“We have various IT positions that we are looking for, some with cybersecurity, some with program management, system administrators and people who do some coding. We have about 30 vacant positions. We aren’t looking to hire all of those, but hire a number of people,” said Chris Hoggan, an HR specialist at the U.S. Citizenship and Immigration Service in the Homeland Security Department on Ask the CIO. “We’ve mostly been looking for positions at the GS-12 to 15 so it takes a little more experience for those particular applicants to start on the job. All of them will be in Washington, D.C.”
Hoggan said during the first half-day of the event, USCIS talked to more than 200 interested attendees.
“It’s been really nice to have the focus because the people who are here are looking for IT positions. We brought the hiring managers that are looking to fill the positions and they have been pleased with the people they’ve been able to talk to,” he said. “They are not encountering tons of people that don’t have the experience they are looking for.”
Hoggan said the human resources staff work directly with the IT department and pre-vets the applicants based on their experience or interest and then sets up interviews with the hiring managers.
Dr. Ray Letteer, the chief of the Marine Corps’ cybersecurity division, echoed Hoggan’s feelings about the quality and number of candidates coming through the fair.
Letteer said the Marines Corps was looking to fill about five civilian cybersecurity positions.
“Right now, we’ve seen over 120 people. We’ve scanned through some of the resumes and talked with them quite a bit. We’ve even had college students just looking to learn what to do and we’ve given then some advice,” he said. “I’m looking for a cybersecurity architecture — someone who really understands the network architecture and how to protect it. Another I have is an individual who will be part of the assessment team, blue team and white team methodology and penetration work. Then I have risk management framework and policy people. But these are five people we desperately need to bring up our capabilities.”
He said the fair is giving him the opportunity to take a longer look at resumes and figure out where they could fit best within the Marines Corps.
Like all agencies, the Marines have the direct hire authority for cybersecurity and Lateer said if the person is the best fit, he didn’t hesitate to use it.
Beth Killoran, the chief information officer at the Department of Health and Human Services and co-chairwoman of the CIO Council’s workforce committee, said her agency also made a few hires on that first day and planned on making several more over the next week or two.
“We’ve had lines at the civic center all day to talk to the department level and at our operating divisions,” she said. “We’ve had people who are very skilled down to folks who are trying to change careers and are figuring out how to get into government.”
Killoran said HHS has more than 100 openings, ranging from cyber to programmatic to operational jobs, and would like to fill at least 20 percent of those through the hiring fair. It still may take days or weeks to get an applicant on board, depending on the security clearance and other on-boarding timelines. But making the offer quickly is an important first step that this fair was designed to address.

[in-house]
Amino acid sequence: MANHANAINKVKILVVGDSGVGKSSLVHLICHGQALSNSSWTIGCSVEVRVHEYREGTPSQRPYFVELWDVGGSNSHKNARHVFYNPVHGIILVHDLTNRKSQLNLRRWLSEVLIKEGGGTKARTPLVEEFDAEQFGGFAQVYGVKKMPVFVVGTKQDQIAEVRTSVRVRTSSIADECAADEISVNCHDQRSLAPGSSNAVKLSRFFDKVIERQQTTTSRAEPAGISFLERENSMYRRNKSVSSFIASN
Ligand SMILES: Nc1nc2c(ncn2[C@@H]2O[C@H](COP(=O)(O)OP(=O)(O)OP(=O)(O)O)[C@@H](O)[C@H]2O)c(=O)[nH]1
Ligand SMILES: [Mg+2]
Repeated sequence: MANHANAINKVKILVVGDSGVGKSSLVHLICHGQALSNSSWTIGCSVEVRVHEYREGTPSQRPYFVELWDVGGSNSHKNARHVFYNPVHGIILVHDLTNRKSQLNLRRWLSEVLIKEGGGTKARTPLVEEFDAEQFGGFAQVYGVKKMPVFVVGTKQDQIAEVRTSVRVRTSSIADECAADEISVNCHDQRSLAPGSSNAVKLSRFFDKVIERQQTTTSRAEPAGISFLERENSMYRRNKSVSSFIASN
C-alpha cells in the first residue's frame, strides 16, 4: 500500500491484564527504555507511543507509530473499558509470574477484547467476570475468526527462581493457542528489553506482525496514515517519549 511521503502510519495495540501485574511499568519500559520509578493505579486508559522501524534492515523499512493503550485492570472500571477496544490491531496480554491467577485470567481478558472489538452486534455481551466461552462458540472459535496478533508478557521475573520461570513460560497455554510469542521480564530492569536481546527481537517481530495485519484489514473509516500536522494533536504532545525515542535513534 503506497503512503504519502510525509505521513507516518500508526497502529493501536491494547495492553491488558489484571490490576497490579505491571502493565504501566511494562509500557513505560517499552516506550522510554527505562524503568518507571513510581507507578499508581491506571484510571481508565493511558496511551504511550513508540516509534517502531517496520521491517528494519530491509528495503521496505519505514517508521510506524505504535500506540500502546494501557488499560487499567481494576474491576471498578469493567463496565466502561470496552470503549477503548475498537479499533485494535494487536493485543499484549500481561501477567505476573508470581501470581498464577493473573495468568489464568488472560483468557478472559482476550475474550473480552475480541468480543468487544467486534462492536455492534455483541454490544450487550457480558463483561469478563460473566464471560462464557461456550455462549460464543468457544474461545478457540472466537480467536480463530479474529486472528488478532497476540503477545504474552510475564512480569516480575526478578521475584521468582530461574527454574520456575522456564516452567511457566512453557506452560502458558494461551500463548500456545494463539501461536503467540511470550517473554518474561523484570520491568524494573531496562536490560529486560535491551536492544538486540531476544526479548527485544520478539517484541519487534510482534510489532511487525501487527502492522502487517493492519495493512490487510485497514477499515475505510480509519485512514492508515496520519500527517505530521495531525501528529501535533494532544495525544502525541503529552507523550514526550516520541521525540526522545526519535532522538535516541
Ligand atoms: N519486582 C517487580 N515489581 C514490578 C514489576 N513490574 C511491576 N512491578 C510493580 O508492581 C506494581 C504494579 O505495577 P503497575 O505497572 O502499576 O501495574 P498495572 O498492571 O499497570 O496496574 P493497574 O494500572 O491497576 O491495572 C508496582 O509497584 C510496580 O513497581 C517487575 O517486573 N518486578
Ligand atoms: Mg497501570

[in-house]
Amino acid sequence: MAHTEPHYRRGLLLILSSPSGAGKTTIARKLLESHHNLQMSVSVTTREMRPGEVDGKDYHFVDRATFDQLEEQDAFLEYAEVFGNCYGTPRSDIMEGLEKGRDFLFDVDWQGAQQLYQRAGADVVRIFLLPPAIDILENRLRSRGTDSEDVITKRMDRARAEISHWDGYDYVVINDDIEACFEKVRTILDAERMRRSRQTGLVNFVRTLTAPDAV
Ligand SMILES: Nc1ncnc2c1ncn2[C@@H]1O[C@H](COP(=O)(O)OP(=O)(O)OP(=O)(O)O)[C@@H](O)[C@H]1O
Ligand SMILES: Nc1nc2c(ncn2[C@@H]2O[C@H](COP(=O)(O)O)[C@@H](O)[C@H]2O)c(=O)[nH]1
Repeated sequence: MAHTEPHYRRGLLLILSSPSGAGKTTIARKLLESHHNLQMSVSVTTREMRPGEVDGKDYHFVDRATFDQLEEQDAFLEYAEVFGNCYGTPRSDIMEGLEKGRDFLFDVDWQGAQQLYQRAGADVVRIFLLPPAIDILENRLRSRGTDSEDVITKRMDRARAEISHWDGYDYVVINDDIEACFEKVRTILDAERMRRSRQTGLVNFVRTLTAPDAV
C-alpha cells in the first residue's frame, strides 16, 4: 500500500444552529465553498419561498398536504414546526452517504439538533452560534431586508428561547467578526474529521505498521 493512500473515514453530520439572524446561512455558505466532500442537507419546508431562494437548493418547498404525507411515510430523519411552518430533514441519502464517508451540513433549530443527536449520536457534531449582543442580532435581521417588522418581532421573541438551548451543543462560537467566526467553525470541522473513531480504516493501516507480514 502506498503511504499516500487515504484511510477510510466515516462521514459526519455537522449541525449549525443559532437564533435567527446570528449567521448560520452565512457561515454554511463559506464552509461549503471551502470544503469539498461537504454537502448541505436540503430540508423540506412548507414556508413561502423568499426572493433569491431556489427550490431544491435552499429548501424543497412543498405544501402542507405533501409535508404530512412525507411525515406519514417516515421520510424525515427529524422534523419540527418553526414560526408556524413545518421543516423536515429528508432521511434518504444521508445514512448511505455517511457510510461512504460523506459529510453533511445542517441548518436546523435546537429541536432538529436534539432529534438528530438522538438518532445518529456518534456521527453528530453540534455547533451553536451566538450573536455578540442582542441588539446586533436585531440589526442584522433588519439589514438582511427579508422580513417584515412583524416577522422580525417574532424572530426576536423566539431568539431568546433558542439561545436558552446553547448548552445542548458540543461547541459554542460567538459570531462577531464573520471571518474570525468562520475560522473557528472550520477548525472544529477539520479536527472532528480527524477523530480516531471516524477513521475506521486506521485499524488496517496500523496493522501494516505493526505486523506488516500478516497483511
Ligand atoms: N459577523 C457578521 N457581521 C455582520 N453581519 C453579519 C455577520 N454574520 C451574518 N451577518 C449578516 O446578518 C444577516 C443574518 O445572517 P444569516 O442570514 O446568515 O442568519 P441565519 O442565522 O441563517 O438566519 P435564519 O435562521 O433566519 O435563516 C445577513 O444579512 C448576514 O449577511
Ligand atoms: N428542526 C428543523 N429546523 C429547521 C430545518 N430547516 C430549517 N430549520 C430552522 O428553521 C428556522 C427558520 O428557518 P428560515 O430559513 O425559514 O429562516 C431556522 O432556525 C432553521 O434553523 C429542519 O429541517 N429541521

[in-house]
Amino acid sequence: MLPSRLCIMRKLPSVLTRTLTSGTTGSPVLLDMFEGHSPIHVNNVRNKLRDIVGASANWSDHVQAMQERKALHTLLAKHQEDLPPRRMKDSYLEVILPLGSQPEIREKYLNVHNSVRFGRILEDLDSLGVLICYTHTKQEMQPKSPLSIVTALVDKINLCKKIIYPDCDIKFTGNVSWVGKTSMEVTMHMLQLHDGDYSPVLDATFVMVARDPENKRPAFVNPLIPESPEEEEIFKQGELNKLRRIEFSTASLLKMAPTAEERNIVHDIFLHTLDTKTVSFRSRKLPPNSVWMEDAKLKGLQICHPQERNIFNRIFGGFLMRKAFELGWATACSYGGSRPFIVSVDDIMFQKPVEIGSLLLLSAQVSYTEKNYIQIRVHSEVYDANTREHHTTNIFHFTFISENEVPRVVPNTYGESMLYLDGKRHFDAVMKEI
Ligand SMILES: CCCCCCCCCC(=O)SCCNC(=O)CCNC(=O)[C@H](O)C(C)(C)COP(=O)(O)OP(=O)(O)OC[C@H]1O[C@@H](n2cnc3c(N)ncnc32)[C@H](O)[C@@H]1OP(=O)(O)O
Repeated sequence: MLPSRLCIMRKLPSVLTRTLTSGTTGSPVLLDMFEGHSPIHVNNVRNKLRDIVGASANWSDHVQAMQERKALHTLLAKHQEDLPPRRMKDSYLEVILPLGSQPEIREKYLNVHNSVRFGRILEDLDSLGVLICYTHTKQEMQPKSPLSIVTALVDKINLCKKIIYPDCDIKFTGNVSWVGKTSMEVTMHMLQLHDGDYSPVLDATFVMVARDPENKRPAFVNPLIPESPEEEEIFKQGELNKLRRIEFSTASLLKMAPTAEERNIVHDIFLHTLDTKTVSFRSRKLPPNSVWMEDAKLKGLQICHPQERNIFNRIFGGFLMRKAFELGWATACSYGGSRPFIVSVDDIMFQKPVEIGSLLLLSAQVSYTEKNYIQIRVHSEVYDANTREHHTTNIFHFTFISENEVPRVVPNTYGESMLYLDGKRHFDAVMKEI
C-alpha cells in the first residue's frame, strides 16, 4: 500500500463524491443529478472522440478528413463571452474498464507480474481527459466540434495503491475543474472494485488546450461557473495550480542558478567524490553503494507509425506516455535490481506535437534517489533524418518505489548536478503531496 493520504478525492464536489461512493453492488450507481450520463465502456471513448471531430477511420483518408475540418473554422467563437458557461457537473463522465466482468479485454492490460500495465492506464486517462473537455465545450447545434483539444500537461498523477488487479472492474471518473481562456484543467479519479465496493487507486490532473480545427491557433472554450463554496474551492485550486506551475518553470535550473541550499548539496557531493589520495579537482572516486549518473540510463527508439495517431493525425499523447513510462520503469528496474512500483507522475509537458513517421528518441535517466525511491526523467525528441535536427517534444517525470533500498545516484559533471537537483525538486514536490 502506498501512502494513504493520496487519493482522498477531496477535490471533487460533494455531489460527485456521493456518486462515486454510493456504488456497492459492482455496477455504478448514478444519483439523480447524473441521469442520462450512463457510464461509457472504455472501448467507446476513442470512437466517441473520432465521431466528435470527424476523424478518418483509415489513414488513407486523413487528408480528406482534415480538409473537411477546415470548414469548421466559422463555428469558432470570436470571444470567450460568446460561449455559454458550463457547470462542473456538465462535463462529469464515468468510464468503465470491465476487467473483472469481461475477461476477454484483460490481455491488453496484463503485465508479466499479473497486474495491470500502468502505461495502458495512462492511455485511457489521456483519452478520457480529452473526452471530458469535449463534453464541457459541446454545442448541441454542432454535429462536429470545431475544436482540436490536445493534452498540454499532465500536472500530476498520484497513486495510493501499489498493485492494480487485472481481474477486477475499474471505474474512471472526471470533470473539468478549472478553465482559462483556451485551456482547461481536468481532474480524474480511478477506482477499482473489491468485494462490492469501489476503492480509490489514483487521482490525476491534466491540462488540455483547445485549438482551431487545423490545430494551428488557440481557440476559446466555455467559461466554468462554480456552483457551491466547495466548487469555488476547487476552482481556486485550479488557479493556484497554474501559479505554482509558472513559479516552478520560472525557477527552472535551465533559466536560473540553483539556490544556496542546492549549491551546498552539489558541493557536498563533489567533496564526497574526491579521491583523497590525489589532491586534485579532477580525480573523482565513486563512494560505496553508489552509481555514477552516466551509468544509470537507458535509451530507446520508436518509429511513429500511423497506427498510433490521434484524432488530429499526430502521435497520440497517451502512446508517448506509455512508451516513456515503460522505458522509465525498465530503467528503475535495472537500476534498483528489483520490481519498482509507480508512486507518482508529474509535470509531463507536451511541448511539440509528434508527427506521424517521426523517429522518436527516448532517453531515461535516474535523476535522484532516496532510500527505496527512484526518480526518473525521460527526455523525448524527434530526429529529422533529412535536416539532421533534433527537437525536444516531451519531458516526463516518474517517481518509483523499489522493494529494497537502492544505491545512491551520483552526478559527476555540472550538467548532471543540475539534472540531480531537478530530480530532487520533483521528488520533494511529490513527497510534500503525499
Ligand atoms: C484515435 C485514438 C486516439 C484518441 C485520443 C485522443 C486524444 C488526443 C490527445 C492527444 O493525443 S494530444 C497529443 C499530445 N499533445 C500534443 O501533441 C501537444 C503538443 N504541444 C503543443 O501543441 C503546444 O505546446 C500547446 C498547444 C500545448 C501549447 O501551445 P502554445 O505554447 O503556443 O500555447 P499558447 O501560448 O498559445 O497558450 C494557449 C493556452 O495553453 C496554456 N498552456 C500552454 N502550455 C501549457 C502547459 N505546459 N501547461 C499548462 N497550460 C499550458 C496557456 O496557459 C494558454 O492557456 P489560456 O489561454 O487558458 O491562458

“What makes this event different is we’ve been at hiring events before, but it’s just been us, and then there is this lag. So having a commitment from the Office of Personnel Management and with our human resources is really making a difference,” she said. “We have been [with our HR executives] meeting ever since the beginning of this and they want to make sure it’s as successful as we do.”
Killoran said HHS had so much interest and such a big need it rented space at a nearby hotel to set up interviews with pre-cleared candidates.
“We actually have our HR folks on-site at that location so if those folks pan out, we go immediately to a tentative offer,” she said. “For folks showing up here today, we are having conversations, looking and scanning at their resumes, validating that they actually have applied for a particular position. If they have not, we have HR folks here to help them apply through USAJobs.gov. Once we get them pre-qualified, we plan on doing those additional interviews.”
In all, agencies have about 500 openings they hoped to fill over this two-day event.
“As citizens expect better services and as cybersecurity threats increase, we know we have the imperative to modernize. To do that, we need engineers, data scientists, developers, cyber specialist and executives in this realm. We hope to achieve attracting top talent from across the country,” said Acting Federal CIO Margie Graves.
Graves said the council will release an after-action report looking at metrics and lessons-learned focused on the number of hires and the hiring process. The report likely will be out in the January timeframe.
Killoran said among the hiring fair’s biggest goals is reducing the time to hire, from about 15 weeks on average to less than eight weeks, and increasing the pool of candidates.
She said through the traditional approach too often agencies get the same pool of candidates.
“By going through this mechanism, we get a bigger aperture. Then we also want to be able to direct the candidates to the right position very quickly because as you go through the traditional process, it’s one position, one applicant. But opening the aperture, we actually already are seeing that even though an applicant came in for cyber, they may be a better fit for something else and we quickly get them to the other hiring manager,” Killoran said.